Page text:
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ERIC Number: EJ927241
Record Type: Journal
Publication Date: 2011
Pages: 16
Abstractor: As Provided
Reference Count: 59
ISSN: ISSN-0271-8294
Assessment of Language and Literacy: A Process of Hypothesis Testing for Individual Differences
Scott, Cheryl M.
Topics in Language Disorders, v31 n1 p24-39 Jan-Mar 2011
Purpose: Older school-aged children and adolescents with persistent language and literacy impairments vary in their individual profiles of linguistic strengths and weaknesses. Given the multidimensional nature and complexity of language, designing an assessment protocol capable of uncovering linguistic variation is challenging. A process of clinical reasoning characterized as hypothesis testing is described to assist in language and literacy assessment. In-depth and explanatory assessment can contribute to establishing a common language across professionals and disciplines concerned with these impairments. Methods: Hypothesis testing relies on(a) review of research on language impairment variations found in the school-aged population and (b) careful analysis of content and form of commonly used assessment tools. A case study illustrates application of this material with a 10-year-old child. Results: Major sources of language variation include language and reading profiles, linguistic components and levels (word, sentence, text), gatekeeping factors, and explanations of language and literacy impairments. Three hypotheses and assessment tools that would be useful in attempts to confirm each hypothesis are described. Conclusions: Uncovering the "core" features of a persistent language and/or literacy impairment is difficult. Casting the process as one of testing hypotheses derived from research and analysis of testing tools has the potential to (a) assist language clinicians in determining best assessment practices and (b) improve communication among professionals. (Contains 1 table and 2 notes.)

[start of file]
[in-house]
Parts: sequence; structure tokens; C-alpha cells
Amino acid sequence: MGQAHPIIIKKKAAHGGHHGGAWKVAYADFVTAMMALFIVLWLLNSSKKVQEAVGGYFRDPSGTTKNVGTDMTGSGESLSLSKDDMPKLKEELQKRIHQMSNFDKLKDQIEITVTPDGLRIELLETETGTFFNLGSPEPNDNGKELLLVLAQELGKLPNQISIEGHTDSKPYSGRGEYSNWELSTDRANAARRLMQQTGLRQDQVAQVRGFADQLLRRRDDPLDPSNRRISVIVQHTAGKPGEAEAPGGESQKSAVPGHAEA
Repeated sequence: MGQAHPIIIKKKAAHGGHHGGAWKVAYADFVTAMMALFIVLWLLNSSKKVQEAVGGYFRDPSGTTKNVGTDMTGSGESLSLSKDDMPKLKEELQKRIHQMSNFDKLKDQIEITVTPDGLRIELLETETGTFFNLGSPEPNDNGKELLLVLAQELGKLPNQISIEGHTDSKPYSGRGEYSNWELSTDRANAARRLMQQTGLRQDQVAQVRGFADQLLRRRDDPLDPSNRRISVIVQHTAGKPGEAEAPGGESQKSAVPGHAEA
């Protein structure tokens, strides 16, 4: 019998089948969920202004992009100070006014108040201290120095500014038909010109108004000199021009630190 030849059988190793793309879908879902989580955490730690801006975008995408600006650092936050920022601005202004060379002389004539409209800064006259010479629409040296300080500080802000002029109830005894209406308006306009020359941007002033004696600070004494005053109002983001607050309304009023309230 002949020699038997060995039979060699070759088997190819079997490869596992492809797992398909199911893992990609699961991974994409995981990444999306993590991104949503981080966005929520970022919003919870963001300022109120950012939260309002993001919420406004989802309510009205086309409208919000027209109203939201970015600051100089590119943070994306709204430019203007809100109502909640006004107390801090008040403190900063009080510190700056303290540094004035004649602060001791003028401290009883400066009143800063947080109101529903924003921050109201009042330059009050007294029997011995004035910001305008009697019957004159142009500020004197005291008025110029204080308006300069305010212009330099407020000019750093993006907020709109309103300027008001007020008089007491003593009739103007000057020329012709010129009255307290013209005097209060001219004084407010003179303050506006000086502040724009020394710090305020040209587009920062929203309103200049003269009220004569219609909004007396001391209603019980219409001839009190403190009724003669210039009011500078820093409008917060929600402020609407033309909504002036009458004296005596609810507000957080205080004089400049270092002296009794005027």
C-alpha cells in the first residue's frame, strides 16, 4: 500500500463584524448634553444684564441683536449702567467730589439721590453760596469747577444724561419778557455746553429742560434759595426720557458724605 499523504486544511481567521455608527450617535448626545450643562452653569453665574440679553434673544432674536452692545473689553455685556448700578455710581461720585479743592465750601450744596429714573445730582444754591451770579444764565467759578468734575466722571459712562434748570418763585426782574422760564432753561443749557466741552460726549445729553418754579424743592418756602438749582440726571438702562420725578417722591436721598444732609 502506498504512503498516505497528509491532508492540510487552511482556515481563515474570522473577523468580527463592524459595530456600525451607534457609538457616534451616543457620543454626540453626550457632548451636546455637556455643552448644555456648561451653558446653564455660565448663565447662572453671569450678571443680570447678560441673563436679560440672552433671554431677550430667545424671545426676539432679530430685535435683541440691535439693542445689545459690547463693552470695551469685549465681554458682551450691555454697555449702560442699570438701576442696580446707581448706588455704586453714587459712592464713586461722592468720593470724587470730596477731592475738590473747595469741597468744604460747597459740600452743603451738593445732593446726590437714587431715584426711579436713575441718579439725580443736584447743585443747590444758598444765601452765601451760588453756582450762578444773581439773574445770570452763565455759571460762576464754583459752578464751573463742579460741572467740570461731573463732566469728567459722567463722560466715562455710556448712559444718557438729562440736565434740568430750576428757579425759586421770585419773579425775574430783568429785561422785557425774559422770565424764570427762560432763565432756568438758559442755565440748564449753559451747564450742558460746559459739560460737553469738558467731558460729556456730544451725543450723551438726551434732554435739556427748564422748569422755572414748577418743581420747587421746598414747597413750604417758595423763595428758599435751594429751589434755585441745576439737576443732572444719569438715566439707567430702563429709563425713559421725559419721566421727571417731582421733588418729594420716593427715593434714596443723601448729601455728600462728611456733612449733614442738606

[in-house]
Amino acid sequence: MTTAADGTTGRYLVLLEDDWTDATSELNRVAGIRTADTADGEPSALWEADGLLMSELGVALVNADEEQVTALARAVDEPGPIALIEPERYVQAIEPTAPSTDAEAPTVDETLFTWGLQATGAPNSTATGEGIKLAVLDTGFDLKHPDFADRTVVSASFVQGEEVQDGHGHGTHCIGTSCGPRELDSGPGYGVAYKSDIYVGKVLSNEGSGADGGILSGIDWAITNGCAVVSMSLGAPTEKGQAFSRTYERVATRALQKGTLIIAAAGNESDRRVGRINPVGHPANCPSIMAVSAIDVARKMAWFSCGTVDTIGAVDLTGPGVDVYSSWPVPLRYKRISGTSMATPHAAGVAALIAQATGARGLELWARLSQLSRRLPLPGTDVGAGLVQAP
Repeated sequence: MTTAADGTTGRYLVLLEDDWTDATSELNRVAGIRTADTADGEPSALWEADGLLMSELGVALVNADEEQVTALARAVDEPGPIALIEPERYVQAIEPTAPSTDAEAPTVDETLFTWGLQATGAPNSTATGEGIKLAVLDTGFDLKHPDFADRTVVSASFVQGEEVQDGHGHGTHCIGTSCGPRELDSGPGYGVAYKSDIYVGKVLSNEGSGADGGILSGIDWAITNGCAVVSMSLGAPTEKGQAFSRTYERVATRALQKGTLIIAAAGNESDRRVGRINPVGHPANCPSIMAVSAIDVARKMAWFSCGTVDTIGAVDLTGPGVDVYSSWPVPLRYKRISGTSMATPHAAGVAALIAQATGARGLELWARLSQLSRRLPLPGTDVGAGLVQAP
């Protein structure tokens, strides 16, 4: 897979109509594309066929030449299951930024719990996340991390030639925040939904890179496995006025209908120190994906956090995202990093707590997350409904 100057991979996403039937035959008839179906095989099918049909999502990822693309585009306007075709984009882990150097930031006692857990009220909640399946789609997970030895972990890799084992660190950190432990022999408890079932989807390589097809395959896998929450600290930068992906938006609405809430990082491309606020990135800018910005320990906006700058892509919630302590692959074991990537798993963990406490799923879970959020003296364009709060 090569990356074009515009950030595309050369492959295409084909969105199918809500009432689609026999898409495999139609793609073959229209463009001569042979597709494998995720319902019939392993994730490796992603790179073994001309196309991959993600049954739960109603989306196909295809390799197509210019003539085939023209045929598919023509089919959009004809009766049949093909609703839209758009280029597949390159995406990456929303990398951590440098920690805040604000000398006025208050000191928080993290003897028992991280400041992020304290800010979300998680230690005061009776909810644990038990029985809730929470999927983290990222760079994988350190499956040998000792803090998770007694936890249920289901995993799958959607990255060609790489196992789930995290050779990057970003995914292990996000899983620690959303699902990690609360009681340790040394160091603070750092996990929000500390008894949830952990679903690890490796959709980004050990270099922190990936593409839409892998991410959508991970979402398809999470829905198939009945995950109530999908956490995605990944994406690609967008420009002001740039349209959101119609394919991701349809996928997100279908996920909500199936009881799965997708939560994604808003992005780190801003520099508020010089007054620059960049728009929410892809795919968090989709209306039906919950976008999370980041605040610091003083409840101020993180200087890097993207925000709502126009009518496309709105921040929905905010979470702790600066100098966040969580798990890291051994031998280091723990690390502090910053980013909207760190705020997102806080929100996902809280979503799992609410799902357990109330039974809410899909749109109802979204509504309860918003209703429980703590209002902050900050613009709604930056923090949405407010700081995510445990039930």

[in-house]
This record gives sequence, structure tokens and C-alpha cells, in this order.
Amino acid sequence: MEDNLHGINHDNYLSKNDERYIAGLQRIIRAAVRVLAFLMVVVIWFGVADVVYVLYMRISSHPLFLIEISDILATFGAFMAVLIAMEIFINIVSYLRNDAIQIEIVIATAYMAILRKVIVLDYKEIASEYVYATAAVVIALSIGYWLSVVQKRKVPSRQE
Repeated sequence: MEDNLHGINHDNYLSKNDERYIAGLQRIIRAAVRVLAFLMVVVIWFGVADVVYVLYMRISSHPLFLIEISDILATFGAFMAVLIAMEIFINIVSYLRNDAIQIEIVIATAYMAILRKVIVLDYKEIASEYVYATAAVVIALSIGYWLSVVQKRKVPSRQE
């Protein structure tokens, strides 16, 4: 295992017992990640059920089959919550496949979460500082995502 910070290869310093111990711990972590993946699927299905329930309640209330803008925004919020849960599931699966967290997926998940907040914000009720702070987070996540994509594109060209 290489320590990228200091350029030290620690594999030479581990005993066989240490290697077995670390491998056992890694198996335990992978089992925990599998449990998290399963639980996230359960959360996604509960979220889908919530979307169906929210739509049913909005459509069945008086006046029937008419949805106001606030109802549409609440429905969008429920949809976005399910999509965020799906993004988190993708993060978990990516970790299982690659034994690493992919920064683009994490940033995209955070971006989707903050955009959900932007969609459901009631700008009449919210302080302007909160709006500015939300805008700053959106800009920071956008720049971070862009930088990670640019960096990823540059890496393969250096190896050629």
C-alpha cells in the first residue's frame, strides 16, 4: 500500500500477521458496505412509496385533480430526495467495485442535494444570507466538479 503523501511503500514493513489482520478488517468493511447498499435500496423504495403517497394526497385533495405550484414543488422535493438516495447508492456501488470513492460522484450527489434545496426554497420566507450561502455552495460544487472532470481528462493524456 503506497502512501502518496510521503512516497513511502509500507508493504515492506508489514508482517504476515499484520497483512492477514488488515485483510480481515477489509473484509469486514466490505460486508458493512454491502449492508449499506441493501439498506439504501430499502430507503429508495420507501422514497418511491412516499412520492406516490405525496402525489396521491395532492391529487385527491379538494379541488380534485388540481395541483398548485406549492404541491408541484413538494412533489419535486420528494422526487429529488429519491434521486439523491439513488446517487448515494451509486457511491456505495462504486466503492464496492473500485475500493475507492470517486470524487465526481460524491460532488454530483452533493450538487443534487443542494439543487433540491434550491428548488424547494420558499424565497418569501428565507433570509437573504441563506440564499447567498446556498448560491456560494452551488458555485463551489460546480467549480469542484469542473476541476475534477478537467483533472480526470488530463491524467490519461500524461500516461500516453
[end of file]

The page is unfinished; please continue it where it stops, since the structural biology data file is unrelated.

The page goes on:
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Publication Type: Journal Articles; Reports - Research
Education Level: N/A
Audience: N/A
Language: English
Sponsor: N/A
Authoring Institution: N/A